Why scepticism is still ‘the highest of duties’
Scepticism is widely denounced as a poison and a disease today, just as it was in the Dark Ages. We urgently need to rescue its reputation.
|Tuesday 27 April 2010|
We have ways of making you healthy
Design is the new Big Idea in preventative medicine, but there’s nothing healthy about lifestyle manipulation.
Let’s challenge these myths of Chernobyl
Much of today’s anti-nuclear hysteria is based on a misunderstanding of what happened in Ukraine.
Why Nick Clegg is so Machiavellian
The Lib Dem leader’s deeply undemocratic stab for power reveals the replacement of democratic politics with oligarchical intrigue.
Hang it all, whatever happened to democracy?
Contrary to the claims on either side in the UK election campaign, a hung parliament would be neither the real problem nor the solution.
|Wednesday 28 April 2010|
Let’s put cancerous myths to bed
There’s no causal link between sunbed-use and cancer, so why are politicians clamping down on teens tannning?
‘Free schools’ won’t save British education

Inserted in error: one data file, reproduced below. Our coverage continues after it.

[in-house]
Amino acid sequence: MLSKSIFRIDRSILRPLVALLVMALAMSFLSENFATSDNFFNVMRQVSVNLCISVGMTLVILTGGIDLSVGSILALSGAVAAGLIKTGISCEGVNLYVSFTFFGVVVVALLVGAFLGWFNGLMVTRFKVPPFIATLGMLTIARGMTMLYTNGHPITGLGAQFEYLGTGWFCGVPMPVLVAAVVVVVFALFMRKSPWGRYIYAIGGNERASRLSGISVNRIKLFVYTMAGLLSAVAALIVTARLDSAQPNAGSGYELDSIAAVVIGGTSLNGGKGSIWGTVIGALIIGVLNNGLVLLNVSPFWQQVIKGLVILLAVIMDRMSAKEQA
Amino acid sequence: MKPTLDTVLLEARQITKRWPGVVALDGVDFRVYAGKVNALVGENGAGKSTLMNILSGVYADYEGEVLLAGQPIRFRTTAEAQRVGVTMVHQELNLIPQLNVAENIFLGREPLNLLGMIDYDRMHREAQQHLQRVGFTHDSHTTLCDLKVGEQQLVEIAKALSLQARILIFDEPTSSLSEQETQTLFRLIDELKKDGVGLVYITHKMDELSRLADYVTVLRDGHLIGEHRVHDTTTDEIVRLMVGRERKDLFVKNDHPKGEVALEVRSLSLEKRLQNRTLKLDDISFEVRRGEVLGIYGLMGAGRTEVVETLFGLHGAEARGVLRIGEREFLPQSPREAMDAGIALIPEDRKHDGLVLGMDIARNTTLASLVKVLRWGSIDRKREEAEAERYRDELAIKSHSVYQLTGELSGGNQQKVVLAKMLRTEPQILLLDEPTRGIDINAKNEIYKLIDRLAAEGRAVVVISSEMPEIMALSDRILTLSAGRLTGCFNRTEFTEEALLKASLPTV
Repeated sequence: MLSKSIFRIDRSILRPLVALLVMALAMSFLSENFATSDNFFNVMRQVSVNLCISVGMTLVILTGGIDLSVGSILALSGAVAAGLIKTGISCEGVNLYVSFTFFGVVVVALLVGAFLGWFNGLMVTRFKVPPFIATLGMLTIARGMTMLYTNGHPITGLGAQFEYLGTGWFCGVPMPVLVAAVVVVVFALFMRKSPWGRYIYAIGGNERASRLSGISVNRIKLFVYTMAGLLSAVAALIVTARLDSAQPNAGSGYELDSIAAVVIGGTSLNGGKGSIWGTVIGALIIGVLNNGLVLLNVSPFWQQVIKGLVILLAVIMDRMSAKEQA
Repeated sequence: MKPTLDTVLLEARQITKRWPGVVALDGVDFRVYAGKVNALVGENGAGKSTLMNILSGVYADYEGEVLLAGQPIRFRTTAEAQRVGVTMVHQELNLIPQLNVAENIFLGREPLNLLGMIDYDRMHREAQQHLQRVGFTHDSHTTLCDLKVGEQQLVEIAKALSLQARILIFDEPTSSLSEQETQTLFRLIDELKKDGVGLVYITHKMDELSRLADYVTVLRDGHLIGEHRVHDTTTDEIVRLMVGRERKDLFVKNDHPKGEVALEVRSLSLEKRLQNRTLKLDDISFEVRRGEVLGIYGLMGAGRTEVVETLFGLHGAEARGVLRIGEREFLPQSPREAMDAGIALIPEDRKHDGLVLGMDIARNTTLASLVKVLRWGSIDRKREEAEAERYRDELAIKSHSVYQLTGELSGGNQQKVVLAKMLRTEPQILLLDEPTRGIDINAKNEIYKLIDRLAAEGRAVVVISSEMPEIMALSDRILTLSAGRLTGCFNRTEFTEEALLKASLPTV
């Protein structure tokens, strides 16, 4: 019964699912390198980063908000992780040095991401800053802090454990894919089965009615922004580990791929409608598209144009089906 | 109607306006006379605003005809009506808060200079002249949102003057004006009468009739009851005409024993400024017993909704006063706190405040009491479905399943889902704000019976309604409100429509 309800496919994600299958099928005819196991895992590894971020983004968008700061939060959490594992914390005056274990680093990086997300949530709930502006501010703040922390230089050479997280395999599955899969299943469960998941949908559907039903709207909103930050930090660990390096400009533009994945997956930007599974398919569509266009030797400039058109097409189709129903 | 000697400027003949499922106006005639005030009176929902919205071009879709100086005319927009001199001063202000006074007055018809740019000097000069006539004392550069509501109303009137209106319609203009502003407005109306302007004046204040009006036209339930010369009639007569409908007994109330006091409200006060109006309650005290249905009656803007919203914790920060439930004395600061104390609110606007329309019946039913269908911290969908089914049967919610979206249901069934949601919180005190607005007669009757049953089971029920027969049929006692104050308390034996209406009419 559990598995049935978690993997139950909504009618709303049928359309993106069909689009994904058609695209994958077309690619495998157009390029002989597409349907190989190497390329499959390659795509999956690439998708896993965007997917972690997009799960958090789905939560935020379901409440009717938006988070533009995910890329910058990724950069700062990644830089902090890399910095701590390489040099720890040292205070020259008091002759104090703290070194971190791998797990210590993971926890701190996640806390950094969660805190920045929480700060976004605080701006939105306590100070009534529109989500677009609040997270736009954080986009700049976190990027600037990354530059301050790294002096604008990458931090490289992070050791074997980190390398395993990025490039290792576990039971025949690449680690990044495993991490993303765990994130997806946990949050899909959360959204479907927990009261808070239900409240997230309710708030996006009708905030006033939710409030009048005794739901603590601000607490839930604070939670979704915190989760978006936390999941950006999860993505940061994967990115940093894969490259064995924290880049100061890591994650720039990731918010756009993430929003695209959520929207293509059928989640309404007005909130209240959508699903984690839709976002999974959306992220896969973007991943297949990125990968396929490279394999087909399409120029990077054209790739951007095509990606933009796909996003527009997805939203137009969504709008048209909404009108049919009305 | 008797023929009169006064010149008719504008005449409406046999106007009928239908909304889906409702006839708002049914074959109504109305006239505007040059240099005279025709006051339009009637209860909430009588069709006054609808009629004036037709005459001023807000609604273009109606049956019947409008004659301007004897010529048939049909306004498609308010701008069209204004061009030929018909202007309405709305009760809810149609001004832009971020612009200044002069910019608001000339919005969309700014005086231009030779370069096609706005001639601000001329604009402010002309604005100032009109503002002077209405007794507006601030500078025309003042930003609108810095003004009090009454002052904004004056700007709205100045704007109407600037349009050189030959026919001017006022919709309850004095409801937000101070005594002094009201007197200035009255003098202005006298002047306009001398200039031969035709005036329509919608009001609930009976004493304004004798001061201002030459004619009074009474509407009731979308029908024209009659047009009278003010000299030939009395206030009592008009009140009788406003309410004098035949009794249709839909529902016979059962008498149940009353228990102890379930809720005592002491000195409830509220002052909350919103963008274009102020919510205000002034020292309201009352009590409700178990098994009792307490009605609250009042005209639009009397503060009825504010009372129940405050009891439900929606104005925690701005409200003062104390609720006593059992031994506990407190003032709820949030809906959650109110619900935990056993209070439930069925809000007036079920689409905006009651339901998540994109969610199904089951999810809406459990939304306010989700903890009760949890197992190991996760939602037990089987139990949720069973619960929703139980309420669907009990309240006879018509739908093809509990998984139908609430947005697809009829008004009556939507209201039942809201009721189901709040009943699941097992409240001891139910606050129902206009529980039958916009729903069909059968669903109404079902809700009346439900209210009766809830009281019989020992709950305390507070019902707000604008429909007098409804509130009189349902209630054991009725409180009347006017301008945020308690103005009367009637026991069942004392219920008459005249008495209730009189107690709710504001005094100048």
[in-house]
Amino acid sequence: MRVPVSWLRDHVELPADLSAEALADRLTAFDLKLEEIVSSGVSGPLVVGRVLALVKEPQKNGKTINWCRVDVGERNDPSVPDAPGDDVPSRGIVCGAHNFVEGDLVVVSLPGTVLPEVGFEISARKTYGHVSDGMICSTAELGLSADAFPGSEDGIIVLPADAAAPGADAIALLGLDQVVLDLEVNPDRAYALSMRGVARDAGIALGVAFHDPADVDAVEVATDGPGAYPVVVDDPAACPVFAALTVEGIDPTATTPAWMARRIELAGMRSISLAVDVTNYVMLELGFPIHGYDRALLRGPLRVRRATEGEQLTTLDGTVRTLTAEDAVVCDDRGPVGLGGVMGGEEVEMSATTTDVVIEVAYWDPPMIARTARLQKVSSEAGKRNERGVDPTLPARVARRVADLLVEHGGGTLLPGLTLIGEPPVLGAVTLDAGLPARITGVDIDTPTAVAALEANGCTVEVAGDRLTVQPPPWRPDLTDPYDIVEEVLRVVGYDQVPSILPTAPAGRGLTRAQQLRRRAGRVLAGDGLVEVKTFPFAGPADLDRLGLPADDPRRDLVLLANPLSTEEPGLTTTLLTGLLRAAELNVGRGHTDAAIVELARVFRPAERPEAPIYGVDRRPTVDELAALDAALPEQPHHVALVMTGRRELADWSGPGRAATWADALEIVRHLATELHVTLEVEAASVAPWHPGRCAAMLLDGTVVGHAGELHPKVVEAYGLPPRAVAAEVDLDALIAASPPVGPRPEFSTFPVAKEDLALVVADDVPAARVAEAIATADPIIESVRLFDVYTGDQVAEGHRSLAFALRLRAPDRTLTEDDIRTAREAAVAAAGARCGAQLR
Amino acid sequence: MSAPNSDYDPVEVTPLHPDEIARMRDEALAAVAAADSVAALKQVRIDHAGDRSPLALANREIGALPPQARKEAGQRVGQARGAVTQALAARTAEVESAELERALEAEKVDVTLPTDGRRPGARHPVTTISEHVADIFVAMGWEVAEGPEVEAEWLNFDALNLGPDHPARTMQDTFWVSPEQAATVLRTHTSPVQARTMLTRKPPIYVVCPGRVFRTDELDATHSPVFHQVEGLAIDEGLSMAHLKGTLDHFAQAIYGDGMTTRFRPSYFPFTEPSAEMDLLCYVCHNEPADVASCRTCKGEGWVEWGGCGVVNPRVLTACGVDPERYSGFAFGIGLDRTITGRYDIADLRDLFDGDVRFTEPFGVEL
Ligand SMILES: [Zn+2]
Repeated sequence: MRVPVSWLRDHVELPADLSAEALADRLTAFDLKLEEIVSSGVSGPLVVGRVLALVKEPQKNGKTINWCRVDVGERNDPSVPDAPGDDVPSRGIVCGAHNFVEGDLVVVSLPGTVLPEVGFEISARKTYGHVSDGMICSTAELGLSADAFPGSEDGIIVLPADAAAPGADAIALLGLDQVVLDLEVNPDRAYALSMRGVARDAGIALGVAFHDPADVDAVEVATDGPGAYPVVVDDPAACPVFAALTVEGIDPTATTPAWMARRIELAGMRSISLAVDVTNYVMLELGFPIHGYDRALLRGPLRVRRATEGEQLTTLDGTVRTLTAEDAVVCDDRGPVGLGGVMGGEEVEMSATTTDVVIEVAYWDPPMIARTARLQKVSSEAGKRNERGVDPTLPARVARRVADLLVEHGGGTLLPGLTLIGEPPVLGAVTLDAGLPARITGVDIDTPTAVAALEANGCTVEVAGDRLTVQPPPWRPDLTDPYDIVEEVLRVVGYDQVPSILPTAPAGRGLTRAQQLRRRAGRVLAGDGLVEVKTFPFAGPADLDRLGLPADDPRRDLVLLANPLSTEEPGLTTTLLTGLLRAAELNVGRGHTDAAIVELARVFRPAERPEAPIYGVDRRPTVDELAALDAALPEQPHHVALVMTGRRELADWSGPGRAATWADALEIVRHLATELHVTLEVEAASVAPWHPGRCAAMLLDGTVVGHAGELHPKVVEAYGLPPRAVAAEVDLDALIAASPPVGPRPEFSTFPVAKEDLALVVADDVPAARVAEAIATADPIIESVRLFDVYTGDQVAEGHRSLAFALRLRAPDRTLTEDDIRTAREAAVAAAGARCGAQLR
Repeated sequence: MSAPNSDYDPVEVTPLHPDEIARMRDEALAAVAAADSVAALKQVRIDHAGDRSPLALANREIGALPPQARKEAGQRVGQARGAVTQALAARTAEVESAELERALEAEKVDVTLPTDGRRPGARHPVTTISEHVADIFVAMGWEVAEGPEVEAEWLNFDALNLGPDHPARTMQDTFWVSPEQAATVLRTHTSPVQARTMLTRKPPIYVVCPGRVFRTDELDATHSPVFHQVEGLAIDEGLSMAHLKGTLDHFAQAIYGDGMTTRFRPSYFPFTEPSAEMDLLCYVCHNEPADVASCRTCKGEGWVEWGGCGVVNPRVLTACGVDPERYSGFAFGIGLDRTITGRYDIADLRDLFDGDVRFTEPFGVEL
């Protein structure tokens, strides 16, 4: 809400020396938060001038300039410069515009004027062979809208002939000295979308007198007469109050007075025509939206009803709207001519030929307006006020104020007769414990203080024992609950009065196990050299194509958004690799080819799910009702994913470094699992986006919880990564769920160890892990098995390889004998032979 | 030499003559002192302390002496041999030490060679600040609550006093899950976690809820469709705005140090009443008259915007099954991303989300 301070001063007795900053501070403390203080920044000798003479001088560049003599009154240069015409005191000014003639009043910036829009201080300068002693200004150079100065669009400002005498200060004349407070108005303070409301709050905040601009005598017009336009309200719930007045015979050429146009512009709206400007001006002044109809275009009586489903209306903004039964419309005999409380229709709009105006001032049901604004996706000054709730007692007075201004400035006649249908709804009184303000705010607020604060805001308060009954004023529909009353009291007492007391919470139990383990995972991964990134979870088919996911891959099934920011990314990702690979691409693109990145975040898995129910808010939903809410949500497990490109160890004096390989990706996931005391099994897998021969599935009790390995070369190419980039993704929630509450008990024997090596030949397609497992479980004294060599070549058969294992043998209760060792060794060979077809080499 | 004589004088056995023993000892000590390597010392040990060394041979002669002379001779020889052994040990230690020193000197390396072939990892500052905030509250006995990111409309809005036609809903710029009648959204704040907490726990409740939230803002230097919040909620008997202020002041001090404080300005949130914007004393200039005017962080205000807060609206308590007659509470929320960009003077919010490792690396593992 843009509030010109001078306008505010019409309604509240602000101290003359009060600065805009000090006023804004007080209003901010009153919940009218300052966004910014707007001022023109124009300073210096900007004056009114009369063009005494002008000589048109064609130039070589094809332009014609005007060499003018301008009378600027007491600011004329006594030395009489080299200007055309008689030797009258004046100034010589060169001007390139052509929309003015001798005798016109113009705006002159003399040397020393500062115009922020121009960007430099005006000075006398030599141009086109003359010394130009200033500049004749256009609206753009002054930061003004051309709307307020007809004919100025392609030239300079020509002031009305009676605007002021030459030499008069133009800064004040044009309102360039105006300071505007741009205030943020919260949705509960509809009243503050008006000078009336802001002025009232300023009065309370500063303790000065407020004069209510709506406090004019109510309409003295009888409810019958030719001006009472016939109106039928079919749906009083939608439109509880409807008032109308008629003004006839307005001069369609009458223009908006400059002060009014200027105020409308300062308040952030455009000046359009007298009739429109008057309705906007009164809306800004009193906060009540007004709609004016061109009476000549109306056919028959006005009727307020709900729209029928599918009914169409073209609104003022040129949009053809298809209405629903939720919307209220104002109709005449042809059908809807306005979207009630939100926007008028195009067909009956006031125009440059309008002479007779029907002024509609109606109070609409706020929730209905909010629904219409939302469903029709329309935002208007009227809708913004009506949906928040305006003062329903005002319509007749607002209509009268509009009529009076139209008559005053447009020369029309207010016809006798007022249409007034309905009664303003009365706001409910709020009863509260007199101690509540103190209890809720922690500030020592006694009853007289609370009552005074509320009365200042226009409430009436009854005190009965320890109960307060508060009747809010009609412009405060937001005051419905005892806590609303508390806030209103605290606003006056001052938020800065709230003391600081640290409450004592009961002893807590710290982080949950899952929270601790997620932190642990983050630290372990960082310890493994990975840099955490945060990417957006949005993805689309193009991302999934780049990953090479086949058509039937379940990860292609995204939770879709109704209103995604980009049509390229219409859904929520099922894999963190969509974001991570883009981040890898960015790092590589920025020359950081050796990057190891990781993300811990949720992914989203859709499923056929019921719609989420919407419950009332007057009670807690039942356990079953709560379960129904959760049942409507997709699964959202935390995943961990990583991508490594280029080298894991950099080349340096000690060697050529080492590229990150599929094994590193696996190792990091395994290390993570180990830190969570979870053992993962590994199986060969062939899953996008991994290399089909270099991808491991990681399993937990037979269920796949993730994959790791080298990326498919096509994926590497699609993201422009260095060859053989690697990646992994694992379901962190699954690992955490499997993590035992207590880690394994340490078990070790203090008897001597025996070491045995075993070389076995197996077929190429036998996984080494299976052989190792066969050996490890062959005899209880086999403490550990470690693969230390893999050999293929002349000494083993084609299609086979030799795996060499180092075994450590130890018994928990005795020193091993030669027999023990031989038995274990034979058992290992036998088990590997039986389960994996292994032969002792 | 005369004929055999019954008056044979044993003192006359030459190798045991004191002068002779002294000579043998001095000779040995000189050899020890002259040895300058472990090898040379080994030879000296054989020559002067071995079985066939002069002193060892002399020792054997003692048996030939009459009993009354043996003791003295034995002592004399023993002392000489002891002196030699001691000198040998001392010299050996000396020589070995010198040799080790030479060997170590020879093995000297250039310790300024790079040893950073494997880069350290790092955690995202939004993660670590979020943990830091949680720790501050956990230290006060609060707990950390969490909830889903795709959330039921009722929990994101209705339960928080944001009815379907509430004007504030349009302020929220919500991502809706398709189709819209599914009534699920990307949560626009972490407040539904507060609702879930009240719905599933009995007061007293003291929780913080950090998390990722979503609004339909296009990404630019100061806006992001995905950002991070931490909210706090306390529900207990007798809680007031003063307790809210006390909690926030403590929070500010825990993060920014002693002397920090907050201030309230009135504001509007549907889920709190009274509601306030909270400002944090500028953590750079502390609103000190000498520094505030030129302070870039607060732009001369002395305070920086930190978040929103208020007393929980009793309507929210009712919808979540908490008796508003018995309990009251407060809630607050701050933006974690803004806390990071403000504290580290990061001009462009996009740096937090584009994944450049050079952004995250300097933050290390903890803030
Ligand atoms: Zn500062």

A Swede tells the Tories that they are wrong to get so overexcited about the Swedish free-school model.
Turning parents into ‘partners of the state’
ELECTION ESSAY: Thanks to New Labour, the family is no longer seen as a haven in a heartless world, but as a site of all sorts of abuse.
|Thursday 29 April 2010|
Jobbik: a party born of humiliation
The recent electoral success of Hungary’s right-wing parties rests on a deep ground swell of powerlessness and frustration.
Monkeys mourning? Don’t make me laugh
A handful of chimp mothers carrying around their dead babies is not evidence of ‘human-like’ qualities.
The revolution will not be Tel Aviv’ed
Gil Scott-Heron should ignore censorious ‘pro-Palestine’ campaigners who want him to cancel his Tel Aviv gig.
Why ‘Bigotgate’ threw everything into disarray
The Gordon Brown bigot scandal confirms that no one is in the driving seat of this election campaign – least of all us, the electorate.
|Friday 30 April 2010|
Marathons: running away from The Race
Judging by the flailing, portly people taking part in Brighton’s Marathon, running is no longer about the thrill of competition.
Is there a General Election taking place?
spiked’s TV columnist goes all Baudrillardian after sitting in the audience of a weird ITV politics show.
The Tea Party? Get over it already
In their discussion of the Tea Party as ‘delirious’ and ‘unhinged’, liberals like Bill Clinton are exposing their own snobbery.
The Tea Party: phoney freedom fighters
The right-wing movement is outraged by excessive government - except when it is wielded by Republicans in the name of counter-terrorism.